What everyone should know about antibiotics and flu

Flu season in the UK usually occurs from October to May or December to March. Coughs and colds often accompany flu. Flu is one of the respiratory infections that seem to gather momentum in the colder months of the year . When you get the flu, do you take antibiotics?

Are antibiotics good for flu?

Antibiotics treat various illnesses, but they are recommended for bacterial infections. People should understand that flu is a viral infection that does not respond to antibiotics, as the medication cannot kill viruses.

Doctors recommend several drugs to treat viral infections, and in the case of flu, as well as the common cold, most people will get better after the infection has run its course.

Understanding antibiotics

Antibiotics are powerful drugs designed to slow down bacterial growth or destroy the bacteria. But it would help if you kept in mind that antibiotics work only for specific diseases and illnesses. Most importantly, you need a prescription to purchase antibiotics. You can click here to buy antibiotics online but only if you have a valid prescription signed by a practicing GP.

Therefore, a sick person should be particular when talking with their GP about their symptoms, so the doctor can better identify the illness’s cause. The doctor should figure out if the sickness is viral or bacterial.

Here is an example:

A patient with a consistently high fever of about 101.5 degrees, suffering from severe facial pain and has nasal discharge, may be suffering from sinus infection due to bacterial infection. Typically, sinus infections are from viruses, but if the symptoms the patient experiences persist for several days without any sign of improvement, the doctor may consider it as a bacterial infection. If a patient suffers from high fever accompanied by pain in the ear may be showing symptoms of bacterial ear infection, in which case, using antibiotics is the more likely treatment.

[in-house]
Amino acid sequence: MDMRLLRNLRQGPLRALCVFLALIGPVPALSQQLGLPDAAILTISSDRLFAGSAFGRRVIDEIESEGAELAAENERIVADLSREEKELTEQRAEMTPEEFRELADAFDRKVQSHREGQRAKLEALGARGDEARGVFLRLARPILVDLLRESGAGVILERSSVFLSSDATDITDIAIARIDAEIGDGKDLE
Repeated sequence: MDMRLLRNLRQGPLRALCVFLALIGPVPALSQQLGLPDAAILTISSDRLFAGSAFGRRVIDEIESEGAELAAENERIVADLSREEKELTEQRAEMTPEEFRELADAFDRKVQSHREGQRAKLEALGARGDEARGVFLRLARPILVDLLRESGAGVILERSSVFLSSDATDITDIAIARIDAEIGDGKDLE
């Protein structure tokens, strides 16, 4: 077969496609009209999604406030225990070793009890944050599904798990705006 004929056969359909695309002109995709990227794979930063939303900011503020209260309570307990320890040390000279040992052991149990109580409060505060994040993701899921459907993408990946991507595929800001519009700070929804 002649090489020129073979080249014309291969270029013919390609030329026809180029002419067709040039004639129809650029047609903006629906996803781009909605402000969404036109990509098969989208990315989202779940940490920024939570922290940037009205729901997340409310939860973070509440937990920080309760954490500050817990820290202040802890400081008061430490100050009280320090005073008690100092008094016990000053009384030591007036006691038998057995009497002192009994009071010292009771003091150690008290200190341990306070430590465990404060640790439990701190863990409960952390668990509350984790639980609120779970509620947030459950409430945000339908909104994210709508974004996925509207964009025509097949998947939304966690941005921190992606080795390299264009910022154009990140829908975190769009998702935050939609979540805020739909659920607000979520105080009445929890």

However, patients should not always think that any infection is bacterial. For example, when you have a low-grade fever and stuffy head, it’s more likely that you have a viral infection.

It would be best if you always worked with your doctor to determine what causes your illness so that the GP can prescribe the right treatment.

Taking unnecessary antibiotics poses health risks

The common belief is that bacteria become resistant to antibiotics when the person misuses the medication. When bacteria become resistant to specific antibiotics over time, it will become harder to treat a bacterial infection. It will be more challenging to treat illness because the doctor needs to identify new combinations for the treatment to be effective. In some cases, the option is to increase the dosage or use more powerful drugs, all of which may lead to more health risks.

Do not use old antibiotics

If your doctor previously prescribed some antibiotics for the treatment of a bacterial infection, it does not mean that you can use the same when you have another illness or infection. Each type of medicine is designed to treat specific illnesses. So, always keep in mind that with antibiotics, one-size-fits-all does not apply.

Be careful when using antibiotics. Follow your doctor’s instructions when using the medication and buy them only from registered pharmacies.